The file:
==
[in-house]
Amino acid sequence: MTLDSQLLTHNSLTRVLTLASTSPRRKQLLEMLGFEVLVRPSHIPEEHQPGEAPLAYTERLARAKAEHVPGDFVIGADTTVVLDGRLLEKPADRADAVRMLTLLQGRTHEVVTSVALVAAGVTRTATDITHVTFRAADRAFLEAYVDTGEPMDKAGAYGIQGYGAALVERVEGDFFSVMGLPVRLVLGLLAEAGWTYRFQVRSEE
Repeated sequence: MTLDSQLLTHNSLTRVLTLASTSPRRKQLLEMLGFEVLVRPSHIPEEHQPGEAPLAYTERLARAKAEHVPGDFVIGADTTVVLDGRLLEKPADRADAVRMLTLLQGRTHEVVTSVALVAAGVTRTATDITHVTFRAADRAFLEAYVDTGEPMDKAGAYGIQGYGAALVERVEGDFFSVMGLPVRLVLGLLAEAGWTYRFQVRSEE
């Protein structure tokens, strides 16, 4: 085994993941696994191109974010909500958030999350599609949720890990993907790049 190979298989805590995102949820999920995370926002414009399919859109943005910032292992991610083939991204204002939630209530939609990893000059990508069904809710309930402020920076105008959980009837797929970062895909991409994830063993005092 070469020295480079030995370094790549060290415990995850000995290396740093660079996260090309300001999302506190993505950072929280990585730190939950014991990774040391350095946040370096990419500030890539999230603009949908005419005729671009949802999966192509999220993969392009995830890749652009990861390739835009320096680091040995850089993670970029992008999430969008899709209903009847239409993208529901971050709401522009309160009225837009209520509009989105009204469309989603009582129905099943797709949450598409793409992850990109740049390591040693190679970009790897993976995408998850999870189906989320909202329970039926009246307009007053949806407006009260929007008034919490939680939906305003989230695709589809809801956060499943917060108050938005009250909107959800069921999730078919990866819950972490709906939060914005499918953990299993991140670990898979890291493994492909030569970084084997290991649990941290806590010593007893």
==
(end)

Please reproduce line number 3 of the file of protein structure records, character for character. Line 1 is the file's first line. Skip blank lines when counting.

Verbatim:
Repeated sequence: MTLDSQLLTHNSLTRVLTLASTSPRRKQLLEMLGFEVLVRPSHIPEEHQPGEAPLAYTERLARAKAEHVPGDFVIGADTTVVLDGRLLEKPADRADAVRMLTLLQGRTHEVVTSVALVAAGVTRTATDITHVTFRAADRAFLEAYVDTGEPMDKAGAYGIQGYGAALVERVEGDFFSVMGLPVRLVLGLLAEAGWTYRFQVRSEE